The LORD brings the counsel of the nations to nothing;
            he frustrates the plans of the peoples.
The counsel of the LORD stands forever,
            the plans of his heart to all generations.

As I’ve written before, total objectivity is “theoretically impossible for anyone but God Himself.”  The best any news reporting can do is cover a tiny piece of what happens in the world, screening it using whatever judgment they decide to use, and applying imperfect ethical standards.  As I’ve also written, “The dots of the pointillistic narrative are never the full picture and sometimes aren’t the right color.”  Thus is the “counsel of the nations” – incomplete by necessity, biased by choice, and morally imperfect by nature.

In contrast, what God says is true is always true, unlike the 24/7 news cycle where truth is constantly under revision.  The “counsel of the LORD” contains everything we need to know about His plans, is designed by His choice to benefit those He loves, and morally perfect because His nature is holy.  If better counsel existed, He would know about it.  His counsel reliably informs us about how He wants us to view the events of the world, rather than the other way around.  His plans frustrate and overcome the “plans of the peoples”, rather than the other way around.

When Jesus said on the cross that “it is finished,”[1] His payment for our sins was complete.  He lived a perfect life in our place, so that He could be a perfect sacrifice and atone for all the sins of His people in all times and all places.  This was not a rough first draft, but the flawless consummation of God’s plan for salvation “to all generations.”  Jesus made no flawed choices for the sake of expedience, and His work can be trusted at all times.  Whatever you see in the news today, the Good News of the kingdom of heaven is more important, more trustworthy, and provides comfort for your soul.

His Story is the first draft, but it is also the only draft because none other is needed.  His Story needs no revision.

Therefore:
Our soul waits for the LORD;
            he is our help and our shield.
For our heart is glad in him,
            because we trust in his holy name.
Let your steadfast love, O LORD, be upon us,
            even as we hope in you.” – Psalm 33:20-22


[1] John 19:30

When Bad Things Happen to the Greatest Disciples

Did Jesus fail John the Baptist?  John was identified as “The voice of one crying in the wilderness: ‘Prepare the way of the Lord; make his paths straight’”[1] prophesied by Isaiah.  John publicly announced the coming of Jesus, and soon baptized Him, then watched the Spirit descend on Him like a dove and heard the voice of the Father declare Jesus as the Son.[2]  Was testifying publicly about Jesus and His miracles John’s mission in life?  If so, why did John find himself in prison, unable to preach in the open?  As Matthew’s Gospel records, Herod Antipas, the Roman ruler of Galilee and Perea, had John arrested for criticizing Herod’s immoral relationship with his brother’s wife.[3]  While under arrest, John began to have some doubts about Jesus and sent messengers to Him, saying “Are you the one who is to come, or shall we look for another?[4]  To John, his circumstances didn’t make sense and he reached out to Jesus for an explanation.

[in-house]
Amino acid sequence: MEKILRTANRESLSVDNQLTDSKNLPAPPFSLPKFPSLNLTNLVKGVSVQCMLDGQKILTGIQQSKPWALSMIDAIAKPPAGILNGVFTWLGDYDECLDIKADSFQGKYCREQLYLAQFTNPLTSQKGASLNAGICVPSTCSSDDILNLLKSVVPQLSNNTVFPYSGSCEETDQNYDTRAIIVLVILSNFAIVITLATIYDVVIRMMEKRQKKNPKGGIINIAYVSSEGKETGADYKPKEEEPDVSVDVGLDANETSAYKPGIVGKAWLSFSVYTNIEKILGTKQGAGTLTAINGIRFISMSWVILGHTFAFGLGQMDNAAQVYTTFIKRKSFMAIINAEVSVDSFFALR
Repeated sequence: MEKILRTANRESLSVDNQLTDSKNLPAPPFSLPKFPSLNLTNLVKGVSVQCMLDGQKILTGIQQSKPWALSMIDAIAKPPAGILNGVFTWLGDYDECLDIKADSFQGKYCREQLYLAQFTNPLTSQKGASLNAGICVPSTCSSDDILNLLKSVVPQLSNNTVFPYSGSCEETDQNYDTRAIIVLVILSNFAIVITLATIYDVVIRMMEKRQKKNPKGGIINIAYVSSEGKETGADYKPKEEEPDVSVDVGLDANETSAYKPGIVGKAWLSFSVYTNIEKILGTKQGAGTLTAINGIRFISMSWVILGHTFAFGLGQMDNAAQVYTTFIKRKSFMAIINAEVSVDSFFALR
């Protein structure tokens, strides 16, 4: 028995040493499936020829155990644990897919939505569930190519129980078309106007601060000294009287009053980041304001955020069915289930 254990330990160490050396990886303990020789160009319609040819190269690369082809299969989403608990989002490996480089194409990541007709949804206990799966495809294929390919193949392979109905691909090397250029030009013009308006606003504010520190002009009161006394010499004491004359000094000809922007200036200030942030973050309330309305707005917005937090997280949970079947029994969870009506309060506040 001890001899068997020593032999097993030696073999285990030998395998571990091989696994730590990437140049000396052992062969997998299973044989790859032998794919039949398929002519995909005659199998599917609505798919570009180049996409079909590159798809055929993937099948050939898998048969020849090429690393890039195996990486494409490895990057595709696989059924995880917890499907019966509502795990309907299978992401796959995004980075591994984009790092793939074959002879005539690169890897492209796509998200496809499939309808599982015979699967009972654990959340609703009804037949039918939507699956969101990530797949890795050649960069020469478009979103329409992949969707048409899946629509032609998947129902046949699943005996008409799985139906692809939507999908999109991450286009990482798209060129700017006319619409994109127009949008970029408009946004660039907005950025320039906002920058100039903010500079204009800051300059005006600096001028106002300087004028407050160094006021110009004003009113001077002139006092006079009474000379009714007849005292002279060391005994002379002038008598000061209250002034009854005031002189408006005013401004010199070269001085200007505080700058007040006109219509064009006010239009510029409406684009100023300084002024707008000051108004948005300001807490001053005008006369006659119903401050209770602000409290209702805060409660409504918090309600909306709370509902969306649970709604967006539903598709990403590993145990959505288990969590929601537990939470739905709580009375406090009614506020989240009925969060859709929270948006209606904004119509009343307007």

Matthew, in preparing his gospel message, intentionally placed this question from John to Jesus after a long section about followers of Jesus meeting opposition and persecution in the world. If you have time, read Matthew chapters 10 and 11 now, or keep reading here and I’ll quote key verses and ideas as we go, starting with these:

A disciple is not above his teacher, nor a servant above his master.” – Matthew 10:24
Truly, I say to you, among those born of women there has arisen no one greater than John the Baptist. Yet the one who is least in the kingdom of heaven is greater than he.” – Matthew 11:11

I think Matthew was making several points, starting with this: living like Jesus does not mean Christians will avoid uncomfortable circumstances, including criticism and/or persecution.  Circumstances are not always a sign we’ve done something right or wrong. In Matthew 10, when Jesus said “a disciple is not above his teacher” the context tells us that what He meant was that His perfect life and obedience led to the cross, and if we are like Him we can’t expect to be treated better than He was.  Still, we may be tempted to think that if we live the right life, if we preach the truth of the gospel perfectly, if we do everything we should, then we will not be like “sheep in the midst of wolves,”[5] but loved and admired by the world.  By moving right to the story of John in the next chapter, and saying “among those born of women there has arisen no one greater than John the Baptist,”  Matthew is saying that not even the greatest disciple of Jesus who ever lived was exempt from the warnings of chapter 10, including “Beware of men, for they will deliver you over to courts and flog you sin their synagogues, and you will be dragged before governors and kings for my sake, to bear witness before them and the Gentiles.” – Matthew 10:17-18